A spokesman for the county’s department of environmental services said that after previously considering a nearly two-mile stretch of bike lanes from N. Sycamore Street to George Mason Drive, staff has revised their plan.
Instead, a bicycle lane will be added to a shorter stretch, westbound between N. McKinley and N. Sycamore streets; eastbound the lane will stretch from the hill at N. Sycamore Street near the East Falls Church Metro station to N. Quintana Street. There they will be directed along parallel neighborhood streets before reconnecting with Washington Blvd near Westover.
“The revised plan would still provide bicycling facilities both eastbound and westbound from East Falls Church to Westover Village, albeit with a section along neighborhood streets, while also minimizing the impact to parking in the middle section that was most heavily impacted in the initial proposal, including the preservation of parking in front of and across from the Resurrection Evangelical Lutheran Church, which does not have off-street parking,” DES spokesman Eric Balliet said.
The project is part of a wider re-paving plan by the Virginia Department of Transportation, which controls that section of Washington Blvd.
The initial plan of bicycle lanes in each direction, improved pedestrian crossings and other improvements was shared publicly last March and received more than 400 comments. County staff then broke them down into categories to get a sense of the main areas of support and concern. Staff then integrated those comments into their revisions of the proposal.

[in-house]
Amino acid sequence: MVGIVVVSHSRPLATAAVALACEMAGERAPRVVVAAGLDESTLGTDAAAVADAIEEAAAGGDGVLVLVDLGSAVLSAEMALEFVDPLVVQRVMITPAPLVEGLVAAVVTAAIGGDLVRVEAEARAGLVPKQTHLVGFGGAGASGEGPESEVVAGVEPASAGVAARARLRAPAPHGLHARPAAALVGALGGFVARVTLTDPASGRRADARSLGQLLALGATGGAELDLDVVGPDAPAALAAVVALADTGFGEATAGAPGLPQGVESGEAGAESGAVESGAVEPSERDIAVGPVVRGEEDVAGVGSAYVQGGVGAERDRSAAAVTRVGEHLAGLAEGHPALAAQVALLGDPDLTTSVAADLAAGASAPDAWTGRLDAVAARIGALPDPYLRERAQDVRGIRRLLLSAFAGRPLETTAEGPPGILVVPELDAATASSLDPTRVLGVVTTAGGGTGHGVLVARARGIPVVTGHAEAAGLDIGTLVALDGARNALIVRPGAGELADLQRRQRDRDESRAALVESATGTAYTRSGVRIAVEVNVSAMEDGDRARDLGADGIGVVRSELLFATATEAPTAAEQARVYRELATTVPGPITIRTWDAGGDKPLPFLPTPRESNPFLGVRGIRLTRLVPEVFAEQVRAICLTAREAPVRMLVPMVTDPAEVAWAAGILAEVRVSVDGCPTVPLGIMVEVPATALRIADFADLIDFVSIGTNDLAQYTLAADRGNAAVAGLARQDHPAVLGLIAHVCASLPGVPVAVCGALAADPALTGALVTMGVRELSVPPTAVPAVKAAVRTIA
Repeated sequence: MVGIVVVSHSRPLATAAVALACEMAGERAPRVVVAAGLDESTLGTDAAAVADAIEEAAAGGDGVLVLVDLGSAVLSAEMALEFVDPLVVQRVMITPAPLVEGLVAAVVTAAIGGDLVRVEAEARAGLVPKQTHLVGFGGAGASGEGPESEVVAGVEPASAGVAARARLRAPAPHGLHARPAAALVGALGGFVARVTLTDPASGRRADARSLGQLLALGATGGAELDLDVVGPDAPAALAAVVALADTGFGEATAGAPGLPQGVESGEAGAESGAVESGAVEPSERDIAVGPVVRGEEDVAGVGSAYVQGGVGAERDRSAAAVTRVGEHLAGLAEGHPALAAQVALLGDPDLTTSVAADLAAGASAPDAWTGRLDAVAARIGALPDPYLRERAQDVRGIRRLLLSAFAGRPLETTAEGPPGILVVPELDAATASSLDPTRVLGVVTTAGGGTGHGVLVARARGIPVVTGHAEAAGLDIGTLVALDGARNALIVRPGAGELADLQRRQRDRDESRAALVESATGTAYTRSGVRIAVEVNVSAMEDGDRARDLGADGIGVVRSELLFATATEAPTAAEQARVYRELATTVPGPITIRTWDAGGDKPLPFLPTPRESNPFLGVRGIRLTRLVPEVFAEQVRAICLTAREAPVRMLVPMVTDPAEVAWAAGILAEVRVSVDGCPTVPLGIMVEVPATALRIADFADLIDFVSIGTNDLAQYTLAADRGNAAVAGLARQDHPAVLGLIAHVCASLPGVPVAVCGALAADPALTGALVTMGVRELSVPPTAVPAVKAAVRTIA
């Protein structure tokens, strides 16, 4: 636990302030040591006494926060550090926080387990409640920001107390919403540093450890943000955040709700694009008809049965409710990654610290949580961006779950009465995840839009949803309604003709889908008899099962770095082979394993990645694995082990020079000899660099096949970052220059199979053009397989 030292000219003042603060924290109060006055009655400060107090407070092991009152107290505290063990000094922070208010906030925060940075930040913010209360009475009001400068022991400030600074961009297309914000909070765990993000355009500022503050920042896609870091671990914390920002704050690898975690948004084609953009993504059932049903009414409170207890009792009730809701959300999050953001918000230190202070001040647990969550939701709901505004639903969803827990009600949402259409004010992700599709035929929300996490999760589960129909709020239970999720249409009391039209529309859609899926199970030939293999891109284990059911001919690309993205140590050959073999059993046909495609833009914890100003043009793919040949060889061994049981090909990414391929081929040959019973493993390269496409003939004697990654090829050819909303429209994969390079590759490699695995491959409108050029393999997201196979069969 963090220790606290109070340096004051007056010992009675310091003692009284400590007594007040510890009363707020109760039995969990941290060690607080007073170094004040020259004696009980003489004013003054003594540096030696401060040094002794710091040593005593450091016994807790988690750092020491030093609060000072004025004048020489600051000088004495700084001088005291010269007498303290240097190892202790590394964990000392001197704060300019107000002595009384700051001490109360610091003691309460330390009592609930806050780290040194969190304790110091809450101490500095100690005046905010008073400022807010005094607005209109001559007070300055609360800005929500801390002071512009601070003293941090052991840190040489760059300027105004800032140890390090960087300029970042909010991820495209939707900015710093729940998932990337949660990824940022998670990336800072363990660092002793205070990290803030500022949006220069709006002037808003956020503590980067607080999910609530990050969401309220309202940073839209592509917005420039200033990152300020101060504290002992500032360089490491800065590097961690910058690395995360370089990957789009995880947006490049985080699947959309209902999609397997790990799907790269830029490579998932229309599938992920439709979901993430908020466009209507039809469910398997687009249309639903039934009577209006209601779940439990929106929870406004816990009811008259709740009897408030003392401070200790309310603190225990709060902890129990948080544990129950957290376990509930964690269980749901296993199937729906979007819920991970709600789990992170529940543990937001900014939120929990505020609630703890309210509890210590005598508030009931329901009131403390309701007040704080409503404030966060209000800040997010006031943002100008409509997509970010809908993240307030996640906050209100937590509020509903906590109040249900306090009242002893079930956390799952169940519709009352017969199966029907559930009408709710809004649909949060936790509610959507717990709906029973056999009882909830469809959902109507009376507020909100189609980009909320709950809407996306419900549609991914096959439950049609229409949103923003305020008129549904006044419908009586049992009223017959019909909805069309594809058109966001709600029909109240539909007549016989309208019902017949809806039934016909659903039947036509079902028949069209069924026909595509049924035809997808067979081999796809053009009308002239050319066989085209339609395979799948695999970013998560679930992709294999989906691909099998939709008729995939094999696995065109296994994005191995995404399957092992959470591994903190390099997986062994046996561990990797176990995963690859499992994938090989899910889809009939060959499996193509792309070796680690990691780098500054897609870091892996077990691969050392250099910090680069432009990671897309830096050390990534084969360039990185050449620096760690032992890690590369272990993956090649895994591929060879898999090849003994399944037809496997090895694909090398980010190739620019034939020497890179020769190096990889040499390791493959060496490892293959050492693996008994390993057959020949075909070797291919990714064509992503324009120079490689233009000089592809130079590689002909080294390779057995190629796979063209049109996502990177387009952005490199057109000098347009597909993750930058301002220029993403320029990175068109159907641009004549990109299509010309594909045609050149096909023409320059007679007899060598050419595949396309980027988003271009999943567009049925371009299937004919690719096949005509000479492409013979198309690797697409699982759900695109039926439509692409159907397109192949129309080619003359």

Balliet said the revised plan “continues to meet all major goals with fewer impacts on parking in the middle section where impacts were most acute.”
But bicycling advocates vented their frustration at the change. In a blog post published yesterday on the Washington Area Bicyclist Association’s website, WABA staff member Garrett Hennigan blasted the changes.
“Following the first meeting, supportive comments poured in from neighborhood residents. 65 percent of comments supported the bike lanes as did 55 percent of comments from neighborhood residents,” Hennigan wrote. “Now, to save some parking spaces and appease a vocal minority, the County has thrown out the public process, abandoned years of planning and determined that putting people on bikes at risk is a fair compromise.”
A community meeting on the project’s latest iteration will be held tonight at 5 p.m. in the Reed-Westover Building at 1644 N. McKinley Road.
Photo via Google Maps
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